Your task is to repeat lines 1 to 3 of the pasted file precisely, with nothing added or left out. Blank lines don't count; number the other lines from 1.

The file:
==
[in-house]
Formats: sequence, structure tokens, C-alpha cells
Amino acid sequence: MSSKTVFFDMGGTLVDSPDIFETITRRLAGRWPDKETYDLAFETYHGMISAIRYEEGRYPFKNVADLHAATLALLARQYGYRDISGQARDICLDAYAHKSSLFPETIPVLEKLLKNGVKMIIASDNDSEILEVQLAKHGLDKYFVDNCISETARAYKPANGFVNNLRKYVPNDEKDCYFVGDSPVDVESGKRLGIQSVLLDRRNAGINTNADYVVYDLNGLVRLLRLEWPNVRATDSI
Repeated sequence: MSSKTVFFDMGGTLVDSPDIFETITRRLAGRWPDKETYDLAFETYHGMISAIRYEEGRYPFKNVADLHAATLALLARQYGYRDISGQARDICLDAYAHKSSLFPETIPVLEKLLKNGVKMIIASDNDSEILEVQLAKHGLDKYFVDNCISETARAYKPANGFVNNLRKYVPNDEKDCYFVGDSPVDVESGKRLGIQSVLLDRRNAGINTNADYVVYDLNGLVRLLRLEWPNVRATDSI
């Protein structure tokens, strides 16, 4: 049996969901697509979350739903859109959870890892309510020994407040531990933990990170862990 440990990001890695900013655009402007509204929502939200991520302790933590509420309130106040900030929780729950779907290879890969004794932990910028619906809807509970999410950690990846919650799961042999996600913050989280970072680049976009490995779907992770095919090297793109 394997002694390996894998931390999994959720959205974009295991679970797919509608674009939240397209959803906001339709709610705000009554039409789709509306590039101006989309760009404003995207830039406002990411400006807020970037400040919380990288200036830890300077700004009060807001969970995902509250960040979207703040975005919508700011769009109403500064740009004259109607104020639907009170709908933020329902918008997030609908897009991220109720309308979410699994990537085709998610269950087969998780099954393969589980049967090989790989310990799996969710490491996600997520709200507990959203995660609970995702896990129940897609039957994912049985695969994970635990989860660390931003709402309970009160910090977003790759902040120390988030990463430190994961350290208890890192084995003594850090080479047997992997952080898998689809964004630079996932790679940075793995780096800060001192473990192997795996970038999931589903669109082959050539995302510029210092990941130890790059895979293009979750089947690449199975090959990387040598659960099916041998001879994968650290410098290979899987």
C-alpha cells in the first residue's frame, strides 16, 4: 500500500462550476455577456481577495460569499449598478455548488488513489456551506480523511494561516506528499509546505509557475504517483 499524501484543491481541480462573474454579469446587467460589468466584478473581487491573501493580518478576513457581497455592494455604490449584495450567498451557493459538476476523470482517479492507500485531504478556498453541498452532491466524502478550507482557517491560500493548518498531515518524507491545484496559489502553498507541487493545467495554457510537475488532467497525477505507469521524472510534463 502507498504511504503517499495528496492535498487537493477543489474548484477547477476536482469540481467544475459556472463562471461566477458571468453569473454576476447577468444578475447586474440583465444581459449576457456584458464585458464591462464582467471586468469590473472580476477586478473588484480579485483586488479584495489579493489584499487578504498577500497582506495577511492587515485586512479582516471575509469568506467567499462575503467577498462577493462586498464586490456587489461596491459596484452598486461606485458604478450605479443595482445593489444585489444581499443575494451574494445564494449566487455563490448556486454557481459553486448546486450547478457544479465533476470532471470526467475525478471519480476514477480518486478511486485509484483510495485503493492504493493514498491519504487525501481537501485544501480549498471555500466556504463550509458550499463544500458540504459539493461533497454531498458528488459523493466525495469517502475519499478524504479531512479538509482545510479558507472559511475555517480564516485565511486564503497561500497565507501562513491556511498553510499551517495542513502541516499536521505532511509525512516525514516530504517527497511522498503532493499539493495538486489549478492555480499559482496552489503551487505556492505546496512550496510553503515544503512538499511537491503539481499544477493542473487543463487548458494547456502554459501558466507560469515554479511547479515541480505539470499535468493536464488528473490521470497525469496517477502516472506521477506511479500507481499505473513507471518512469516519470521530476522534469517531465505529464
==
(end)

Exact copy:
[in-house]
Formats: sequence, structure tokens, C-alpha cells
Amino acid sequence: MSSKTVFFDMGGTLVDSPDIFETITRRLAGRWPDKETYDLAFETYHGMISAIRYEEGRYPFKNVADLHAATLALLARQYGYRDISGQARDICLDAYAHKSSLFPETIPVLEKLLKNGVKMIIASDNDSEILEVQLAKHGLDKYFVDNCISETARAYKPANGFVNNLRKYVPNDEKDCYFVGDSPVDVESGKRLGIQSVLLDRRNAGINTNADYVVYDLNGLVRLLRLEWPNVRATDSI